Chris Cate has now spent more than 100 days in office as a San Diego Councilmember, and one thing is certain:
Despite the demands of the office and the difficult challenges on the city's plate — such as possibly losing the Chargers to LA and land development controversies such as One Paseo — the man has not aged a single day.
Well, maybe that's not exactly shocking. At 32, he's the city's youngest councilmember. So it should take a few more years of council hearings, sub-committee hearings, deliberations, municipal reports, budget analyses, budget transfers, appropriations, motions, actions, resolutions, citizen engagement, citizen protests and media scrutiny before we likely see any gray.
Still, Cate has come onboard at a time of some serious city goings-on. There was not much time for a honeymoon. There likely wasn't even time to adjust his council seat to the proper height.
But — thanks to the exuberance of youth, no doubt — he's loving it.
“It's been a fun ride,” he said. “I enjoy coming to work every day.”
Good thing, that. If the first 100 days is any indication, he's going to need an unshakeable positive attitude.
Take One Paseo. Yes, the $750 million project passed by a 7 to 2 vote (he supported it) but many in the Carmel Valley community where it's planned are far from keen on it. Indeed, 400 people showed up when the council took it up. There was six hours of public testimony.
Six hours!!! (And that didn't age him?)
Already, there's a referendum drive ongoing to put the issue to a citywide vote to nullify the council's decision. Opponents think the project is too dense and will upset the balance of the community. Cate argues we need to develop more innovatively to handle our increasing population.
Councilman Todd Gloria thinks this referendum business is getting out of hand. A number of recent council decisions have or are going to the ballot. For one thing, he's calling for more transparency, to make sure voters know who's behind the efforts. Cate disagrees and thinks the referendum system doesn't need tweaking.
The Chargers? Well, that's got the whole city buzzing, thanks to the Chargers recent announcement that they're looking north. Since that shocker, the city has been moving in high-gear to give the Chargers an alternative, which appears to be a proposed new stadium in Mission Valley.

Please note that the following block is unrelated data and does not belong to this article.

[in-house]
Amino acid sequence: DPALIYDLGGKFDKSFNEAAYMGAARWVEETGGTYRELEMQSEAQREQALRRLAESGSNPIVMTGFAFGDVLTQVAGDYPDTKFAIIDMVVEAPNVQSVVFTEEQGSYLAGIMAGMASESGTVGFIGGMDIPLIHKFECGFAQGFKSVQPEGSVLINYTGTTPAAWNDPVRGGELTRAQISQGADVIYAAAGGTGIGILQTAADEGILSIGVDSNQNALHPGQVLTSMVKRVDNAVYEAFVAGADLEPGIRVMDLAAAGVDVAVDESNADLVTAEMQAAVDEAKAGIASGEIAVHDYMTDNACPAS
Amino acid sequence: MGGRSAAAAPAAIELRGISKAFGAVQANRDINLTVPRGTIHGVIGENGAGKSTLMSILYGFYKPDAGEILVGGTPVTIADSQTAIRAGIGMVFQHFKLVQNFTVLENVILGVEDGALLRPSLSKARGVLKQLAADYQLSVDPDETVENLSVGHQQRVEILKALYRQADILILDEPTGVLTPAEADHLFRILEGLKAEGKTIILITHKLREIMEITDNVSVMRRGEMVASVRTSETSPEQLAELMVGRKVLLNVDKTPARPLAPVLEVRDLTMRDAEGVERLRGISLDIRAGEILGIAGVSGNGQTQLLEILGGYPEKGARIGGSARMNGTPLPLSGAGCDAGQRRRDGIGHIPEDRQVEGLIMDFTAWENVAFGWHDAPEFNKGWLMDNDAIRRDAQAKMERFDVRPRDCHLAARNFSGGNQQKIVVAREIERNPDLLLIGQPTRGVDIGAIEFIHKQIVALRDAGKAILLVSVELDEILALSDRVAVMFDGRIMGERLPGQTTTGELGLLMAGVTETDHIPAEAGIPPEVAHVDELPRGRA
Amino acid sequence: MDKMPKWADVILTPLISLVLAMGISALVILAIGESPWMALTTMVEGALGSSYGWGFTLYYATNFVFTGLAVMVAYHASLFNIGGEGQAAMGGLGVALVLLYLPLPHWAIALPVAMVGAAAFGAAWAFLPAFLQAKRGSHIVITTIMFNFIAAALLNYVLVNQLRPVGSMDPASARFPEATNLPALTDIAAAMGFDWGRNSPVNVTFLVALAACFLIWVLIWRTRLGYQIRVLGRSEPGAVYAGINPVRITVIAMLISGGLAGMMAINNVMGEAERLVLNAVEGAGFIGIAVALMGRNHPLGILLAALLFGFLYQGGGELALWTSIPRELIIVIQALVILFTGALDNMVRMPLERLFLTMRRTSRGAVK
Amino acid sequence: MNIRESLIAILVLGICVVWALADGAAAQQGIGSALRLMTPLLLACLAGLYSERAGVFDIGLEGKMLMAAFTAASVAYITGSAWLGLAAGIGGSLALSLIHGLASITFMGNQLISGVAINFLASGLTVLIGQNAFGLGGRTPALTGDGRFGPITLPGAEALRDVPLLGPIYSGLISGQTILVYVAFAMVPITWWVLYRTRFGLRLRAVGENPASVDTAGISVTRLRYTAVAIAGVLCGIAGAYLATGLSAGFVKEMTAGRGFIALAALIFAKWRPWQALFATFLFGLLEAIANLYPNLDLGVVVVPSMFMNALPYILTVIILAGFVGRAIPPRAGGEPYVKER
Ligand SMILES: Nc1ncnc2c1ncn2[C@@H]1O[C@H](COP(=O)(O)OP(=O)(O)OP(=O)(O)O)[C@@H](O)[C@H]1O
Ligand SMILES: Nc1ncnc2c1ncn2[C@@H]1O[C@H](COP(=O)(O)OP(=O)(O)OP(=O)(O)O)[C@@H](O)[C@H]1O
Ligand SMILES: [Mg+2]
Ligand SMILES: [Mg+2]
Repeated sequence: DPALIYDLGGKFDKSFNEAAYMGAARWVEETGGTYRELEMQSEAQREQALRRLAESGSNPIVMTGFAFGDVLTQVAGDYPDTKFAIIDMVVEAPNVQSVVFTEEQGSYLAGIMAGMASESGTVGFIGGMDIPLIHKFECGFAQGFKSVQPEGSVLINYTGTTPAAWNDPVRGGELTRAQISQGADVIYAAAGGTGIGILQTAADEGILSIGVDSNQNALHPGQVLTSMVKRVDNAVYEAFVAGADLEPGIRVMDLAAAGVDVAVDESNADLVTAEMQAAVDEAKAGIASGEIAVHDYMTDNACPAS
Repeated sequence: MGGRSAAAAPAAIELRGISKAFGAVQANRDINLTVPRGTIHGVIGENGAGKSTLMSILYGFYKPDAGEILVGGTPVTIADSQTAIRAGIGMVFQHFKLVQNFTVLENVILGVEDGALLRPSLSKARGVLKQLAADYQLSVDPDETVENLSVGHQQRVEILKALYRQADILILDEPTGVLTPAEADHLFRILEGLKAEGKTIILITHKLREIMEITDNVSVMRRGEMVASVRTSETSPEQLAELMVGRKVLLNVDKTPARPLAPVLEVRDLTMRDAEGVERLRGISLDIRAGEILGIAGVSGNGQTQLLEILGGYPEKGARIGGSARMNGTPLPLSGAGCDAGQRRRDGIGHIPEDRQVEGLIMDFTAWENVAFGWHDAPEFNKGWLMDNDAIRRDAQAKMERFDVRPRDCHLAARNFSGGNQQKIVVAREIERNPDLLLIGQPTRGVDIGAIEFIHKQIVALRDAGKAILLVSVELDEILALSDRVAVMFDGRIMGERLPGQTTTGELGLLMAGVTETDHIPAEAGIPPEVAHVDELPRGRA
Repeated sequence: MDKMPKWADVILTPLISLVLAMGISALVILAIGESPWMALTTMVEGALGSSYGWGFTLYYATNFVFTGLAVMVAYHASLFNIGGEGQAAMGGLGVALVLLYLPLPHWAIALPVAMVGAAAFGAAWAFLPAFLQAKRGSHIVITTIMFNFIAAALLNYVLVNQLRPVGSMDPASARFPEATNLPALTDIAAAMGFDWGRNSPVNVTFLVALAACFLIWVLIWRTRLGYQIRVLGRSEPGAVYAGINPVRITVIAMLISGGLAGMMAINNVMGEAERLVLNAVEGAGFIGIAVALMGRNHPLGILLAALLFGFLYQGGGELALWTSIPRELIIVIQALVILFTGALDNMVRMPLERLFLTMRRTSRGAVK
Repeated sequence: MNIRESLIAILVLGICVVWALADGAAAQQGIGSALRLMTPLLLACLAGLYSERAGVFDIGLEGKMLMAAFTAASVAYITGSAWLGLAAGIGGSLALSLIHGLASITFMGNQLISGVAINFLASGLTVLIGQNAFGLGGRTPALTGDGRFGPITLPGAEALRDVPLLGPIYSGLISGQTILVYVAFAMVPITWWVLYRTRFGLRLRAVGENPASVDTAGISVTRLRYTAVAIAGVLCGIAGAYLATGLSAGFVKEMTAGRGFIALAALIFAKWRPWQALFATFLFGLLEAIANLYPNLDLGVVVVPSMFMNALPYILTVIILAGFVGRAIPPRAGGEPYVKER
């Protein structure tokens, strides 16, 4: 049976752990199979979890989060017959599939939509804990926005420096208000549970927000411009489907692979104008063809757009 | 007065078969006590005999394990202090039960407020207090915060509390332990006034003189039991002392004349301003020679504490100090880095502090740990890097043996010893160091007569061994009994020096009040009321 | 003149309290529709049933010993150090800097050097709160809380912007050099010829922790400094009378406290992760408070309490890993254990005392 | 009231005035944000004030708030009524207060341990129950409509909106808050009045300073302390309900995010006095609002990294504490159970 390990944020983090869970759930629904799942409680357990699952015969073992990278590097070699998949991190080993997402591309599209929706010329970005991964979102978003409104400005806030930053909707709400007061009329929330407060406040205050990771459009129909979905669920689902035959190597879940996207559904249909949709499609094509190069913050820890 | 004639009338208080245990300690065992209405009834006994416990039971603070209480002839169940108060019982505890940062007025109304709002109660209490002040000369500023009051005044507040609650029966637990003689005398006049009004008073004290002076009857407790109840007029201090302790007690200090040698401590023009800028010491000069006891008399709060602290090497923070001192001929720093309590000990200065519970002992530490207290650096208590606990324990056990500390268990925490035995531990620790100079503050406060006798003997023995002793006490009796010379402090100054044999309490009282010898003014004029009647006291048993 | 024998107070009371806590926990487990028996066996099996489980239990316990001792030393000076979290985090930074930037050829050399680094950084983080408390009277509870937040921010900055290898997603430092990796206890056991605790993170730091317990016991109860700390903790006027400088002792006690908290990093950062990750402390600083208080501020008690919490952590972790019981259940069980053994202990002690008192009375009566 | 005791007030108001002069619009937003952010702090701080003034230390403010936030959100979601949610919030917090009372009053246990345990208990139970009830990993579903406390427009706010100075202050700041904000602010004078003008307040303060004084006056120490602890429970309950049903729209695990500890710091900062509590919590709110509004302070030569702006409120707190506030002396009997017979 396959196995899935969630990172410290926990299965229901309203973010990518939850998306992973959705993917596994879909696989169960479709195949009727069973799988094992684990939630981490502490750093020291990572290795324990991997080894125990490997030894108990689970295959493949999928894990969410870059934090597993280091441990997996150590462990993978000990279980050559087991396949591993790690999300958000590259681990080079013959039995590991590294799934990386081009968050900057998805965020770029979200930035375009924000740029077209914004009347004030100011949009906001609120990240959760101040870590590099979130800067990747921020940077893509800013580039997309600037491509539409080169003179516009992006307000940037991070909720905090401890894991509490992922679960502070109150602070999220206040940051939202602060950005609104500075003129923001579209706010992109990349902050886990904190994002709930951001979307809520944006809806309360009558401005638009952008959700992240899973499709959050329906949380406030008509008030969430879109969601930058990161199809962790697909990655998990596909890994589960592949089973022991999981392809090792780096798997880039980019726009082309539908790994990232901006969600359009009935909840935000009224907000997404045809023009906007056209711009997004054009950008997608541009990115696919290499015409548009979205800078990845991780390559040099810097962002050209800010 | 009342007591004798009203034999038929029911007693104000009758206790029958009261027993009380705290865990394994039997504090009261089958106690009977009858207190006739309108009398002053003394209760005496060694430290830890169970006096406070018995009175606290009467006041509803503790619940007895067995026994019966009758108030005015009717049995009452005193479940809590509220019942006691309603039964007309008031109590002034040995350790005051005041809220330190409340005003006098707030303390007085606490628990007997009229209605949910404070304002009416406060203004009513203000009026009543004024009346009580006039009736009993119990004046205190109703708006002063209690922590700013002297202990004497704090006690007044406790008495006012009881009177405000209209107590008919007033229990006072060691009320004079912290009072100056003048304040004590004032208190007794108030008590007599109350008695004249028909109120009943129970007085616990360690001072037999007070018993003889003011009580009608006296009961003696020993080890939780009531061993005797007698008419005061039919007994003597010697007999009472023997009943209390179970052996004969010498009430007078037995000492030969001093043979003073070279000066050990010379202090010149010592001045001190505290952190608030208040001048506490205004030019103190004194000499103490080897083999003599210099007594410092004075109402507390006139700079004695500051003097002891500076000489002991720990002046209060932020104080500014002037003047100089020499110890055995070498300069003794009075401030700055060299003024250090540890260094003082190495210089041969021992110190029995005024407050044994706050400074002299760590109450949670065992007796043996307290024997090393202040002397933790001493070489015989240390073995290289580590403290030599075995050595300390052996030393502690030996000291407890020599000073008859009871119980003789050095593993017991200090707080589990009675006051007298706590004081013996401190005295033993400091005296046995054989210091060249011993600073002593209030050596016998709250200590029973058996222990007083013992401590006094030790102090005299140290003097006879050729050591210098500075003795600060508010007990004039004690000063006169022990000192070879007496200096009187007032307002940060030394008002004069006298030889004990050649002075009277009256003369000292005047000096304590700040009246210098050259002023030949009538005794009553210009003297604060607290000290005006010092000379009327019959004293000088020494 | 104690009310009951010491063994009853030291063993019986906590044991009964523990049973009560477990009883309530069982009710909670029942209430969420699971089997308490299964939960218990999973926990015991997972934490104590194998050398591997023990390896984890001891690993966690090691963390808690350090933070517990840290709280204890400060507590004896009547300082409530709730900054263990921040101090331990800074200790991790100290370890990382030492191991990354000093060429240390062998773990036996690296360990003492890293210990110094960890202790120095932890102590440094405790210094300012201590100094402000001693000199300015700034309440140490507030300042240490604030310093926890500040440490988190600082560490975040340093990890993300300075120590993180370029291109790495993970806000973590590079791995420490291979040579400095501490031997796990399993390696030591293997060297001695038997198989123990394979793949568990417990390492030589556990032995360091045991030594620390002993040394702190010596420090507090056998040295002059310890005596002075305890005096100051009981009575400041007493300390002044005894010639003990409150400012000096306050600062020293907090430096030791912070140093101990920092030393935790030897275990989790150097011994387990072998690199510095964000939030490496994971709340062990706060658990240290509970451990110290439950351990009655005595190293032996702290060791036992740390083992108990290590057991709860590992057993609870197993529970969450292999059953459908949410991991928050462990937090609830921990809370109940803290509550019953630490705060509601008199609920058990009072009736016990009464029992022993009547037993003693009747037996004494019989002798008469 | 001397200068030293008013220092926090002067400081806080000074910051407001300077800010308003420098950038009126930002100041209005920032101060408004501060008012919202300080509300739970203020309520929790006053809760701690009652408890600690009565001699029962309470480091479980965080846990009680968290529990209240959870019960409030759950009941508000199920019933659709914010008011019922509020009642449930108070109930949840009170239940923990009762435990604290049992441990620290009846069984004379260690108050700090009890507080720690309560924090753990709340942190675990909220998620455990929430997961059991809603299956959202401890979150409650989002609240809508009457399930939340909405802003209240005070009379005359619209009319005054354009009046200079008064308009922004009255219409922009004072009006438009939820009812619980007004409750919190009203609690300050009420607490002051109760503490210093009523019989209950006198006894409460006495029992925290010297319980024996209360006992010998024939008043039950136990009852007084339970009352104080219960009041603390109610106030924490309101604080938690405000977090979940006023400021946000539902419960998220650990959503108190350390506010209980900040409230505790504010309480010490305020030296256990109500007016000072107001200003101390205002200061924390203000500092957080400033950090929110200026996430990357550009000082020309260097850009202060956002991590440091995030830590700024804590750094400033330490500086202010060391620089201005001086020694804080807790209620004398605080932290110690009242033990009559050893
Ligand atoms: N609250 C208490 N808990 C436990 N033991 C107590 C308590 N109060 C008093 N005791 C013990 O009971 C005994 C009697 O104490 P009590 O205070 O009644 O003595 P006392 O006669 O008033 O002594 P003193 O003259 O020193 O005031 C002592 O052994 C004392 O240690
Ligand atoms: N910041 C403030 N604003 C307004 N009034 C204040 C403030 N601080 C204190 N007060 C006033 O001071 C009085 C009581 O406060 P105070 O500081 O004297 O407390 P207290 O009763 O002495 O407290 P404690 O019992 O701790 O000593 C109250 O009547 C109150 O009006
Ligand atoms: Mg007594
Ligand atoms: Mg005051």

Cate, a Republican, is the former vice president of the San Diego County Taxpayers Association, and watchdog taxpayers associations normally don't like cities to fork over taxpayers' money to billionaire football team owners.
When he campaigned, Cate said he wouldn't support a new tax for a stadium. And his stance hasn't changed. However, other funding options might be acceptable.
“The devil is in the details,” he said.
So, until the Citizens Stadium Advisory Group announces a financing plan, he can't offer opinions, he said.
The above-mentioned issues are important, but Cate has spent much of his first 100 days focusing on the needs of District 6, he said. D-6 encompasses the neighborhoods of Clairemont Mesa, Kearny Mesa, Mira Mesa, Miramar, Park Village, Rancho Penasquitos and Sorrento Valley.
He and his staff went through every neighborhood, getting feedback and tallying needs. Having this knowledge can help him be strategic in getting the necessary results, he said.
So far, he's addressed 115 neighborhood issues and has been to 167 community events.
He's also proud of working with other city leaders to give city cops better pay and benefits. His dad is a longtime CHP patrolman. Another of his initiatives is to promote small businesses.
Cate's race was widely watched because it was the only council race decided in November. No candidate got the magical 50-percent, plus 1 vote in the June primary.
It was also widely watched because it had the potential to change the makeup of the City Council, which it did. When Cate defeated Democrat Carol Kim, the council's Democratic majority fell from 6-3 to 5-4. That's critical, considering it takes six votes to beat a mayoral veto. The mayor in this case is Kevin Faulconer, a Republican.
It was also widely watched because both candidates are Asian-Americans, and it would be the first time an Asian-American held a council seat in San Diego in 50 years.
He wants to set an example to younger Asian-Americans of how they can be agents of change by getting involved in the political system.
“We're coming into our own,” he said. “We're finding our voice and message.”